The fact that Bloomberg only pulls an index from two exchanges when the Bitcoin marketplace contains a multitude of exchanges has brought a sense of wariness to some coverage. For example, The Wall Street Journal’s coverage carefully mentions that it only cites two exchanges. According to the BitcoinAverage bitcoin price index the three biggest exchanges by volume are Bitstamp, BTC-e, and Bitfinex making up 94.5% of the known market. Kraken represents only 0.04% of the total volume and Coinbase does not publish its volume for buying/selling BTC.

Still, there are many reasons to see Bloomberg listing Bitcoin prices as a source of legitimacy for the currency. Bloomberg itself is in competition with other financial services when it comes to trade and investment and being first-to-market when it comes to indexing pricing may lead others to do the same.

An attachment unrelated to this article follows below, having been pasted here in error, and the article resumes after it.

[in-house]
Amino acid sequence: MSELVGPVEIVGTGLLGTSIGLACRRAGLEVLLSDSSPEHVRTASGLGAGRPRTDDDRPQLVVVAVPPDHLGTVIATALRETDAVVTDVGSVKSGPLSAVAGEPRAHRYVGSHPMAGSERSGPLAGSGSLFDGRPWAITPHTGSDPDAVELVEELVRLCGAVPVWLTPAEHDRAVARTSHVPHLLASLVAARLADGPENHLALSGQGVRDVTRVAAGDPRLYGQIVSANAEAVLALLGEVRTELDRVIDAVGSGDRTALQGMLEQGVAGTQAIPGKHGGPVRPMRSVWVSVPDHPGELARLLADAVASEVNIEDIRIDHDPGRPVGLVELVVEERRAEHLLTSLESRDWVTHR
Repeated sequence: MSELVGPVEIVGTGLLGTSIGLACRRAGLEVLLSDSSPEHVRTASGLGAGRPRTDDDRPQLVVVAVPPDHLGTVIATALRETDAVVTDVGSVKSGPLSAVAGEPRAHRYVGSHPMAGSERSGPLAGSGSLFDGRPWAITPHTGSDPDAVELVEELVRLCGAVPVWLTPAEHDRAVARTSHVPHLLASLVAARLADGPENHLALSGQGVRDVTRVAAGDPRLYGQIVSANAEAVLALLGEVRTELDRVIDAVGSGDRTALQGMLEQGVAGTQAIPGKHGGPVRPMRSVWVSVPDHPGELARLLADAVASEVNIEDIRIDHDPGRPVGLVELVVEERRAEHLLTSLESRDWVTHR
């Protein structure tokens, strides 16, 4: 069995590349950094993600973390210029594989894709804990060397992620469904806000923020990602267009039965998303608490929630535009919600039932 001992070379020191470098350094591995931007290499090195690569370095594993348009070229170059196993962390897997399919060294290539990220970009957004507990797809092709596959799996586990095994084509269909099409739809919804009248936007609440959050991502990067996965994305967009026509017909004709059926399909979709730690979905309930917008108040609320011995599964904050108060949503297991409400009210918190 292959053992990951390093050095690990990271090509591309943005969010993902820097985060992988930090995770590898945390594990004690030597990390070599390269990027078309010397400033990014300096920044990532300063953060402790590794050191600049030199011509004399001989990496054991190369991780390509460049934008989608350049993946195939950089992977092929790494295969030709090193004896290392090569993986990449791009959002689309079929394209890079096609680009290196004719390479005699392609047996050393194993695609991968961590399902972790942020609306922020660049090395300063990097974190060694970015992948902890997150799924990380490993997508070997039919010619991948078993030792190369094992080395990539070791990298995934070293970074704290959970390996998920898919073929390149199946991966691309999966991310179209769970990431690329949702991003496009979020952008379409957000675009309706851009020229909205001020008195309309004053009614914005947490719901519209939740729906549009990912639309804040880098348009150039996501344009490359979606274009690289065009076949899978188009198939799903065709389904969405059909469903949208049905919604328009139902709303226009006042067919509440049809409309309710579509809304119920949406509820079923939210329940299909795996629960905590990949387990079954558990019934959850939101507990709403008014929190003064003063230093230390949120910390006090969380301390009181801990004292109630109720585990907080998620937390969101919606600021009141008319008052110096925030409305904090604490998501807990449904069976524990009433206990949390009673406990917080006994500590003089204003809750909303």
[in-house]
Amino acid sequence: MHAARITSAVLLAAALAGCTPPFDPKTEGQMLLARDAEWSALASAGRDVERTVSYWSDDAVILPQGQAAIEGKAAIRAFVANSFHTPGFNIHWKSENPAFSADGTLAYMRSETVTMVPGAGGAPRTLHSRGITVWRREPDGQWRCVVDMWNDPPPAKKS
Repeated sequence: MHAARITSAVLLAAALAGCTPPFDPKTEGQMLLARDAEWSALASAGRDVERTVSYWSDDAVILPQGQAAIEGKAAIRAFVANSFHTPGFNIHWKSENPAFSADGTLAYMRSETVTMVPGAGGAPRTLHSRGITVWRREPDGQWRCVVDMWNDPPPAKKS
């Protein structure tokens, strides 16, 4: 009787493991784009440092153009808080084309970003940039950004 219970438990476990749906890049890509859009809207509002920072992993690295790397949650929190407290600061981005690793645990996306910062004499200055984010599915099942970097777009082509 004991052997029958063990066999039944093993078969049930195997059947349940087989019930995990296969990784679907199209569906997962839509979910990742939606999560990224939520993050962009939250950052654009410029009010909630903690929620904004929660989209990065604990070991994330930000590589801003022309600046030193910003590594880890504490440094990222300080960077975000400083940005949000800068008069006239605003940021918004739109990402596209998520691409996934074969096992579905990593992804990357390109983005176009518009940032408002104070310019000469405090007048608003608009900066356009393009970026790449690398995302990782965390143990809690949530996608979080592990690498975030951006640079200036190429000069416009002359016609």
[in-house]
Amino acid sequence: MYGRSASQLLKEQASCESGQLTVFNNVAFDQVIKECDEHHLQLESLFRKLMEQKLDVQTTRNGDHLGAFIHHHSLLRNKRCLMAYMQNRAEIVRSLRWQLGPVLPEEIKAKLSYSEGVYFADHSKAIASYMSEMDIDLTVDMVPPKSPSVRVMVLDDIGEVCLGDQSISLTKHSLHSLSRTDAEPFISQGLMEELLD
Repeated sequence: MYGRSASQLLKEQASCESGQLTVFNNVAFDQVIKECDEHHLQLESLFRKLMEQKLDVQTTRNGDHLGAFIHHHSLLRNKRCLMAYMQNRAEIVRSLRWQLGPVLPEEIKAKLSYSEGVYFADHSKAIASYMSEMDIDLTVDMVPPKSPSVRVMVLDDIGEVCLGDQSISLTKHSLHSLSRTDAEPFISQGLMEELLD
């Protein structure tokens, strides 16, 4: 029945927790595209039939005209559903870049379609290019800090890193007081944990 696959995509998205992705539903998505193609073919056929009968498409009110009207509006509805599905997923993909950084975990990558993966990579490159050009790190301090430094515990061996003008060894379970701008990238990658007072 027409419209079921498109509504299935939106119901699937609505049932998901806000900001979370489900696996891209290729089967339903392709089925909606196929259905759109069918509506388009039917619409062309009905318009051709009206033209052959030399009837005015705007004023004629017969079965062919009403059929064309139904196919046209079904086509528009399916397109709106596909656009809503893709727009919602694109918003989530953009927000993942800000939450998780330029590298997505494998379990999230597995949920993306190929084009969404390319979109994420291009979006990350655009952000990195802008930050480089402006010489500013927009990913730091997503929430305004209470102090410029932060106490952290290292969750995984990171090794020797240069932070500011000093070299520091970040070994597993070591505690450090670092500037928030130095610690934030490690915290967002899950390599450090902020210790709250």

Two MIT students plan a half-million dollar Bitcoin economy

MIT, the birthplace of brilliant minds and innovative technologies, will become the first campus with its own working Bitcoin economy. Two students have raised half a million dollars to distribute $100 worth of bitcoins (about 0.22 BTC) to every MIT student.

In the announcement about the Bitcoin Project news is included about working with professors and researchers to follow how students who receive bitcoins choose to use their gains.

The two students involve are Jeremy Rubin, a sophomore studying electrical engineering and computer science at MIT, and Dan Elitzer, founder and President of the MIT Bitcoin Club and a first-year in the MBA program at MIT Sloan.